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J Exp Biol., 2004; 207(Pt 20): 3545-58, PMID: 15339951

Biomechanics of quadrupedal walking: how do four-legged animals achieve inverted pendulum-like movements

Jahr: 2004

Griffin TM, Main RP, Farley CT
Orthopaedic Bioengineering Laboratory, Department of Surgery, Duke University Medical Center, Durham, NC 27710, USA.


Walking involves a cyclic exchange of gravitational potential energy and kinetic energy of the center of mass. Our goal was to understand how the limbs of walking quadrupeds coordinate the vertical movements of the fore and hind quarters to produce these inverted pendulum-like movements. We collected kinematic and ground reaction force data from dogs walking over a range of speeds. We found that the fore and hind quarters of dogs behaved like two independent bipeds, each vaulting up and over its respective support limb. The center of mass moved up and down twice per stride, like a single walking biped, and up to 70% of the mechanical energy required to lift and accelerate the center of mass was recovered via the inverted pendulum mechanism. To understand how the limbs produce these center of mass movements, we created a simple model of two independent pendulums representing the movements of the fore and hind quarters. The model predicted that the fore and hind quarter movements would completely offset each other if the fore limb lagged the hind limb by 25% of the stride time and body mass was distributed equally between the fore and hind quarters. The primary reason that dogs did not walk with a flat trajectory of the center of mass was that each fore limb lagged its ipsilateral hind limb by only 15% of the stride time and thereby produced time periods when the fore and hind quarters moved up or down simultaneously. The secondary reason was that the fore limbs supported 63% of body mass. Consistent with these experimental results, the two-pendulum model predicts that the center of mass will undergo two fluctuations per stride cycle if limb phase is less than 25% and/or if the total mass is not distributed evenly between the fore or hind quarters.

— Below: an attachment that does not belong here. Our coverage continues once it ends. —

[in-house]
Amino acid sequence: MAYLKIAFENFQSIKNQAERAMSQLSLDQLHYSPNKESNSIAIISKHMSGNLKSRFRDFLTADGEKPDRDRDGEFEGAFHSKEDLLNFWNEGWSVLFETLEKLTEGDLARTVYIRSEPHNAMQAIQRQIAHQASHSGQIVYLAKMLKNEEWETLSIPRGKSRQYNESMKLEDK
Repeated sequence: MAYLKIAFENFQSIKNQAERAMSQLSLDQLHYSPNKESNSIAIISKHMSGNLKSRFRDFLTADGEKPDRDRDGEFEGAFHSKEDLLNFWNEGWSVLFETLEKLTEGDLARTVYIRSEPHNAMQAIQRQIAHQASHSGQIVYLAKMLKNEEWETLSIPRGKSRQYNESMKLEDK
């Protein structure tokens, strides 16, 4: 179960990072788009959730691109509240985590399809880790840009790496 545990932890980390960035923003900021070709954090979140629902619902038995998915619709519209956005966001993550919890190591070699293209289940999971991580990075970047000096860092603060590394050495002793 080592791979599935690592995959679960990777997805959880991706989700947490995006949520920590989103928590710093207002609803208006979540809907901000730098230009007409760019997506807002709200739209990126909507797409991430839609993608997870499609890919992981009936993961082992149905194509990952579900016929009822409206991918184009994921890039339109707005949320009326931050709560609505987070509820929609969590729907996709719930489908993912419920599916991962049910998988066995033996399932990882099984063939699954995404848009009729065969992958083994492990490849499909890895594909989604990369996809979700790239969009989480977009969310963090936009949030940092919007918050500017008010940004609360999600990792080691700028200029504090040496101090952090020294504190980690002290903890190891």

GID: 78; Letzte Änderung: 16.12.2007